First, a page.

The saloon, with opposing full-length settees separated by a fixed drop-leaf table, has not two but three potential sea-berths, as the back support for the starboard side settee can swing up to form an upper pilot berth. The boat can thus theoretically sleep a total of eight people, though it will be most comfortable for four or five on an extended cruise.
Main saloon looking aft
The same saloon looking forward
The galley beside the companionway is relatively small, but functional
The nav station is to port, opposite the galley
As for its sailing characteristics, the 42E has four different configurations, in that it was sold as either a ketch or a sloop with a deep or shoal keel. Those most interested in windward performance should favor the sloop rig and deep keel; those who cruise in shallow water and prefer sailing with the wind on the beam will prefer a ketch rig and a shoal keel. The vast majority of 42Es were delivered with deep keels (a reflection of its European origin) and a somewhat smaller majority are rigged as ketches.
Take a peek below the waterline, and you’ll see the boat’s hull form is quite conservative. The keel, though technically a fin, is but one step removed from a classic CCA keel with a cutaway forefoot. The boat’s performance, therefore, is solid. It tracks well in a seaway, has a comfortable motion, and is exceedingly stable, thus has a great reputation as a bluewater boat. It is faster and more weatherly than most full-keel boats, but is easily outperformed by more contemporary designs with longer waterlines and shorter, more efficient underwater foils. Those interested in a fast coastal cruiser may therefore find this boat disappointing.
For cruisers who rely on engines as much as their sails, the 42E (as is true of most Hallberg-Rassys) is a very efficient motorsailer. The four standard engines installed over the years (all four-cylinder Volvo diesels) range from 52 to 62 horsepower and reportedly are capable of pushing the boat at close to hull speed. Fuel capacity is generous enough to take advantage of this in most circumstances.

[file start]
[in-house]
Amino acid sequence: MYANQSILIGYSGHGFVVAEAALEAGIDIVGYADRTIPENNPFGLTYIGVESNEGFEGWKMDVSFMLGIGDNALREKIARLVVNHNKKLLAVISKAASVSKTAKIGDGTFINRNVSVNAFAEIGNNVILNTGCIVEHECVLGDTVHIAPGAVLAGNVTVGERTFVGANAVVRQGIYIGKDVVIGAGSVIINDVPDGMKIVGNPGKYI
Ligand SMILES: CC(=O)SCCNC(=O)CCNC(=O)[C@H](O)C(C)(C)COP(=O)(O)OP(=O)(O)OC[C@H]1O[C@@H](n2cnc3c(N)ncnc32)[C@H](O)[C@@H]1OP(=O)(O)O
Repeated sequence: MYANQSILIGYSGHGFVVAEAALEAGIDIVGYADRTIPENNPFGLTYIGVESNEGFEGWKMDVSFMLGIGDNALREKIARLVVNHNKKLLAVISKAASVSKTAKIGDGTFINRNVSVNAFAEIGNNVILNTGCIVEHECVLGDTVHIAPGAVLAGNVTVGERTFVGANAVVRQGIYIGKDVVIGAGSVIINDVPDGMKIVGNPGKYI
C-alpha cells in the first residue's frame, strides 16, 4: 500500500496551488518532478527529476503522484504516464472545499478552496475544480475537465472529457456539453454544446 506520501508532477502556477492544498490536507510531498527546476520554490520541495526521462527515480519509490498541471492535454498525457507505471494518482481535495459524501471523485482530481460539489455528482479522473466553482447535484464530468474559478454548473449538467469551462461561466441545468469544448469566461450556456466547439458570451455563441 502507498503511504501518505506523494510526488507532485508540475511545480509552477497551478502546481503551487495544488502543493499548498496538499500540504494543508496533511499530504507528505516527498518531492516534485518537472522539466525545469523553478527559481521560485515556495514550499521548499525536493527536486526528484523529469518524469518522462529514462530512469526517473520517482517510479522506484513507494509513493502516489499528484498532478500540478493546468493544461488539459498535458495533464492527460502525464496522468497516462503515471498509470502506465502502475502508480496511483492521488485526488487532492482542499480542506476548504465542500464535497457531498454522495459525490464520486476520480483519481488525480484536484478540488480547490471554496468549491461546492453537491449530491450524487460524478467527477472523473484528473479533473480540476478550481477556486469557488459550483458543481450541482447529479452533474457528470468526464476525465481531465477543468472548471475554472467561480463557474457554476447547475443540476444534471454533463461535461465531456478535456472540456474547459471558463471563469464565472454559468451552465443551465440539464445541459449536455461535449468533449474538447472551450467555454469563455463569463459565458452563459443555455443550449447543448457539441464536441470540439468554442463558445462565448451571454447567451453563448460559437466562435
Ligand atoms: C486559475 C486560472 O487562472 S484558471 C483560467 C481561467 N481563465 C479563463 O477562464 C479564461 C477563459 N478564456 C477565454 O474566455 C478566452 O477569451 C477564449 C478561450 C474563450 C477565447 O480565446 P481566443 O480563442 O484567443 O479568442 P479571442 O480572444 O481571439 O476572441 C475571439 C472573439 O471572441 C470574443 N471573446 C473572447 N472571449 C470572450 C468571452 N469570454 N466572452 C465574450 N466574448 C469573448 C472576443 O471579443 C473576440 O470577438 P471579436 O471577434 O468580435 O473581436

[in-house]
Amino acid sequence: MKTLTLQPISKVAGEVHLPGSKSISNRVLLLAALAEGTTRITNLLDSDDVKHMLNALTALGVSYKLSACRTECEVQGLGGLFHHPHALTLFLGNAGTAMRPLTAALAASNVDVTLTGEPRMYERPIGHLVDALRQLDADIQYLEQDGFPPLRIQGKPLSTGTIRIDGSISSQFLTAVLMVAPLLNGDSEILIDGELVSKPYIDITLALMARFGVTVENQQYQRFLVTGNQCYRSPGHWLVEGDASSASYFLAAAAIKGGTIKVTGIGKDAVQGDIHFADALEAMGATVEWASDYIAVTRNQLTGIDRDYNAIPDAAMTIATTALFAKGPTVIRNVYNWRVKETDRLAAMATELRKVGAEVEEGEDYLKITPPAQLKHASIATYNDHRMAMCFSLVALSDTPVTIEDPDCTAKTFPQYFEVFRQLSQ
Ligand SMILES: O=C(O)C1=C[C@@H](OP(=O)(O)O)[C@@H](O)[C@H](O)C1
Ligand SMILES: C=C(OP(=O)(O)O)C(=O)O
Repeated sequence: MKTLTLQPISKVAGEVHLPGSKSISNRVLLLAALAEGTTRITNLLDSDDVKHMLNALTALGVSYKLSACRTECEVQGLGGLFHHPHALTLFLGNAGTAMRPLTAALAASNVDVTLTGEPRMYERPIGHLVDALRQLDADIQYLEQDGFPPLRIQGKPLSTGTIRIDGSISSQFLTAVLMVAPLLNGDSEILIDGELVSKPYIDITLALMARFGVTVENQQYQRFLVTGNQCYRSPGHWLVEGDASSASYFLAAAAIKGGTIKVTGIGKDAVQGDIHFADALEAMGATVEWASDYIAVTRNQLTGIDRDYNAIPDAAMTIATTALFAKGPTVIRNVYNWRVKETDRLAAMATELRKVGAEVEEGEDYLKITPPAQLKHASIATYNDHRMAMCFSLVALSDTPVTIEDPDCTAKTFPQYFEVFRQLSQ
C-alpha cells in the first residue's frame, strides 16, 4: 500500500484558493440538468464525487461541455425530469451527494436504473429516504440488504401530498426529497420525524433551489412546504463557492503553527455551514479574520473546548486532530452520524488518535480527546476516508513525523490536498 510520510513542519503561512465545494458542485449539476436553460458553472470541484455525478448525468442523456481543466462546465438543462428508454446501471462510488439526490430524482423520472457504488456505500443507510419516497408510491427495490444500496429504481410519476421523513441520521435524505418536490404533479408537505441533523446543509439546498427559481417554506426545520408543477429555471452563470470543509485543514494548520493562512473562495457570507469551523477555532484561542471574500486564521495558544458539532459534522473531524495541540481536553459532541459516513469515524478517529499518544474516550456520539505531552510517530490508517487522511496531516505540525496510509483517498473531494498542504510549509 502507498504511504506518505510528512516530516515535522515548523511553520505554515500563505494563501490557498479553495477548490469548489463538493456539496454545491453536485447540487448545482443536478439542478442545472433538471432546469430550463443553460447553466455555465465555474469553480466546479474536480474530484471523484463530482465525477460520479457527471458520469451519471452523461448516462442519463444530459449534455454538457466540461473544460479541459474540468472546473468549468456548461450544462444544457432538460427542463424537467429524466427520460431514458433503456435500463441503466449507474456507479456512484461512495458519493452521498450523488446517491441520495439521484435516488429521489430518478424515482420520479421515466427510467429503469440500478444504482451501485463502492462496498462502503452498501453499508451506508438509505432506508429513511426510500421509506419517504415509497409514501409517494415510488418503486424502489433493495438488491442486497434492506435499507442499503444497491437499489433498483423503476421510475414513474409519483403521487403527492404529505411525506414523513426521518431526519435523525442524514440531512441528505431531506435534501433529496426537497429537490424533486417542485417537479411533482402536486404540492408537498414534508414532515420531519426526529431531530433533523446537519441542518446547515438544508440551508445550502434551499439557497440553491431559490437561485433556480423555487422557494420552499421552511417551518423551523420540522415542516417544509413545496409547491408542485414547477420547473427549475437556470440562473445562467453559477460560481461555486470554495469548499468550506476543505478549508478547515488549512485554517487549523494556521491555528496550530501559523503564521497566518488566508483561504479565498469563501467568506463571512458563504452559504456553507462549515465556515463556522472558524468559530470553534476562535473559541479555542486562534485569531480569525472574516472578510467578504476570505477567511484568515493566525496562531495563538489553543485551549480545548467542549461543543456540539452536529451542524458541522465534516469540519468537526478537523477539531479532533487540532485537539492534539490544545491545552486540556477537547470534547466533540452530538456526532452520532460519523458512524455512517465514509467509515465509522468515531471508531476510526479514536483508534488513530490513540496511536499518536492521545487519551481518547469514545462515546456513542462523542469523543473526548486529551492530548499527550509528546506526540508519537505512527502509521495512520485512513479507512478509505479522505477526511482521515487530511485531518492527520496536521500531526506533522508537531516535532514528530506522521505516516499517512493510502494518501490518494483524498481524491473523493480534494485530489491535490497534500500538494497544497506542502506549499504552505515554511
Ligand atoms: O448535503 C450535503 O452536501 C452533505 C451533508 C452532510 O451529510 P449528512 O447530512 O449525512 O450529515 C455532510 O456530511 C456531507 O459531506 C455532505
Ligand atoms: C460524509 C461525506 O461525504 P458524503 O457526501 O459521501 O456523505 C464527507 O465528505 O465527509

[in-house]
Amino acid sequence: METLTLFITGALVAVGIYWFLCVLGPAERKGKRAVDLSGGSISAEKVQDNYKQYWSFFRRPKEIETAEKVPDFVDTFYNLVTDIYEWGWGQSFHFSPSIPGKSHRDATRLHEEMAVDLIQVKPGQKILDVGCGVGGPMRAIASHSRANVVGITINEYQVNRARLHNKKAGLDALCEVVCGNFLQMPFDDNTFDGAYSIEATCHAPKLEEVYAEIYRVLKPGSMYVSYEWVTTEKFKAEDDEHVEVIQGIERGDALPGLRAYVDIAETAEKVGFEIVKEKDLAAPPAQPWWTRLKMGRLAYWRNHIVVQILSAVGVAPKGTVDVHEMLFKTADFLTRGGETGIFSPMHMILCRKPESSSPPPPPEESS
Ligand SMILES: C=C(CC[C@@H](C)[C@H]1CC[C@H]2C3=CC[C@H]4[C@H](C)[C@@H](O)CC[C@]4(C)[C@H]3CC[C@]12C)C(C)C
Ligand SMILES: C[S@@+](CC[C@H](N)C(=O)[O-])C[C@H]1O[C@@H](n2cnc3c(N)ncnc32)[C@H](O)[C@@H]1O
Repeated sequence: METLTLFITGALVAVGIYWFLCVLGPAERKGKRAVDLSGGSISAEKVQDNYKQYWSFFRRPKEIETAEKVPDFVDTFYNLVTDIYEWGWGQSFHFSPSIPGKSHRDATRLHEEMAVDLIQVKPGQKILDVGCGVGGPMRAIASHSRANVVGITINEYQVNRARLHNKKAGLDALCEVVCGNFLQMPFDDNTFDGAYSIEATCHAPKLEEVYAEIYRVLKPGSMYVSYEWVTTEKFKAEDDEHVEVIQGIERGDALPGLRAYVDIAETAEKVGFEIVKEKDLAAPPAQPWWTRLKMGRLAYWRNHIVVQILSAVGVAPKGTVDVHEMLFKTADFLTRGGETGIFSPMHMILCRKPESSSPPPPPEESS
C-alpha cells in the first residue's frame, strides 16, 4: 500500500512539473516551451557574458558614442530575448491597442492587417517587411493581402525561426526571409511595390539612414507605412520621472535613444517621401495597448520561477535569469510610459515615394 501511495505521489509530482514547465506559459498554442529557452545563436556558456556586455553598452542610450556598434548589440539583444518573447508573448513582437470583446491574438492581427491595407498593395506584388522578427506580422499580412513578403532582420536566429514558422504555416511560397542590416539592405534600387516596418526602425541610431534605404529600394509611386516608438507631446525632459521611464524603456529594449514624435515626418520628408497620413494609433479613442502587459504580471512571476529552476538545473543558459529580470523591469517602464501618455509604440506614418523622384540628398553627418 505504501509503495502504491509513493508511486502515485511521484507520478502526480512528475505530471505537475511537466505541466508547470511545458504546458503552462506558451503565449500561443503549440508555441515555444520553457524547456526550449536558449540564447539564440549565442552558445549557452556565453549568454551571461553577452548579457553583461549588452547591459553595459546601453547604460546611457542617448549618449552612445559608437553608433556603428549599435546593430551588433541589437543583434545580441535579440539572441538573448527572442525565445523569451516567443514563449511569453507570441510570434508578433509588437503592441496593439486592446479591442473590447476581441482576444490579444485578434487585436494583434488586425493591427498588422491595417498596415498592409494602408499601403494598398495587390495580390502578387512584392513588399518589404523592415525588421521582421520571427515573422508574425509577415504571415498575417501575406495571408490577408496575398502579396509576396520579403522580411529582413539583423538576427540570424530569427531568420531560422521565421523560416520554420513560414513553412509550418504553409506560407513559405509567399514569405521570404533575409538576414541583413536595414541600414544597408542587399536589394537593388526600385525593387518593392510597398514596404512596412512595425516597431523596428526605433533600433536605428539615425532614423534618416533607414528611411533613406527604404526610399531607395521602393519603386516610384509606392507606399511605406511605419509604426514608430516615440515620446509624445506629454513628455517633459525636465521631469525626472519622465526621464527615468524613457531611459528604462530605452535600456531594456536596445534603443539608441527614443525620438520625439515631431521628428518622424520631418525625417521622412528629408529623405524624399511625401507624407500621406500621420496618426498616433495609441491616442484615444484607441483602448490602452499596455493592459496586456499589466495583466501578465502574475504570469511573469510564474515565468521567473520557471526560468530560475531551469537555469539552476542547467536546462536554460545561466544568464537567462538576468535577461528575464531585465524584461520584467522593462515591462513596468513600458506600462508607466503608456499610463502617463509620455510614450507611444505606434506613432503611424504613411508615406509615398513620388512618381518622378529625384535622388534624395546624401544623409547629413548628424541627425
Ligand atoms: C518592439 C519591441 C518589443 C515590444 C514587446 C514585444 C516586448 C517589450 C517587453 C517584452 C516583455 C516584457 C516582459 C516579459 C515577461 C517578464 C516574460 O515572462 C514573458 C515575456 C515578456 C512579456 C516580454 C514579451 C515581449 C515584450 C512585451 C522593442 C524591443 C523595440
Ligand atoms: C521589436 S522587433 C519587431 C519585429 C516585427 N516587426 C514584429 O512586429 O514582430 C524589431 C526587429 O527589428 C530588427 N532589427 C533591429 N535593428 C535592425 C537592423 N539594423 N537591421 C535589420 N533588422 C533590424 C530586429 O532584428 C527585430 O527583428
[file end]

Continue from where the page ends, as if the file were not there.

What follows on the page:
In terms of its systems, the 42E is a class act. The standard battery bank, consisting of four 125-AH 12-volt batteries, was considered large in its day. Some may now find it necessary to upgrade to accommodate more modern power-hungry appliances. The standard alternator, rated at 55 amps, is admittedly quite small and should definitely be replaced with a higher-output unit. The factory-installed wiring is very well organized and is neatly routed through conduits, so it is easy to upgrade if desired.
Many owners have spent considerable sums improving these boats and a large number of 42Es now have such posh amenities as bow thrusters, AC generators, watermakers, air conditioning, electric winches, and in-mast furling mainsails. Asking prices are consequently rather high, especially for boats lying in European waters. Most 42Es, however, are very well maintained and hold their value well over the long run. Fortunately, the best bargains are in North America. If you have your heart set on a boat like this, be prepared to act quickly if one comes on the market near you.
-Deep keel: 6’9″
-Shoal keel: 5’11”
Ballast: 9,920 lbs.
Displacement: 25,353 lbs.
Sail area (working sails)
-Ketch: 850 sq.ft.
-Sloop: 813 sq.ft.
Fuel: 105 gal.
Water: 192 gal.
D/L ratio: 258
Comfort ratio: 36.31
Capsize screening: 1.69
Nominal hull speed: 8.7 knots
Typical asking prices: $170K – $260K